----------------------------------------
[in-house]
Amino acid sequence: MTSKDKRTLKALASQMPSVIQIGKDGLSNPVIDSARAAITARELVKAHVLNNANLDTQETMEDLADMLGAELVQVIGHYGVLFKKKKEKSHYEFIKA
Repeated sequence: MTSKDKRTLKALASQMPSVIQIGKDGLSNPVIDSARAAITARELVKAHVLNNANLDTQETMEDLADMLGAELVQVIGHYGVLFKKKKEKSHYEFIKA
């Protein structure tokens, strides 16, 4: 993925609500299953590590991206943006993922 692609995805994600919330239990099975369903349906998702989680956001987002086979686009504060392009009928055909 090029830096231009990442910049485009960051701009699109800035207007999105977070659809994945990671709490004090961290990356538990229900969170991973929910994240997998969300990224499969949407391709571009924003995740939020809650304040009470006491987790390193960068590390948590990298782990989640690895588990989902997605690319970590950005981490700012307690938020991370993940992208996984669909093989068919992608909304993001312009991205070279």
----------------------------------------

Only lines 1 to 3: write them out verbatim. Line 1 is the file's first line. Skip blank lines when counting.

[in-house]
Amino acid sequence: MTSKDKRTLKALASQMPSVIQIGKDGLSNPVIDSARAAITARELVKAHVLNNANLDTQETMEDLADMLGAELVQVIGHYGVLFKKKKEKSHYEFIKA
Repeated sequence: MTSKDKRTLKALASQMPSVIQIGKDGLSNPVIDSARAAITARELVKAHVLNNANLDTQETMEDLADMLGAELVQVIGHYGVLFKKKKEKSHYEFIKA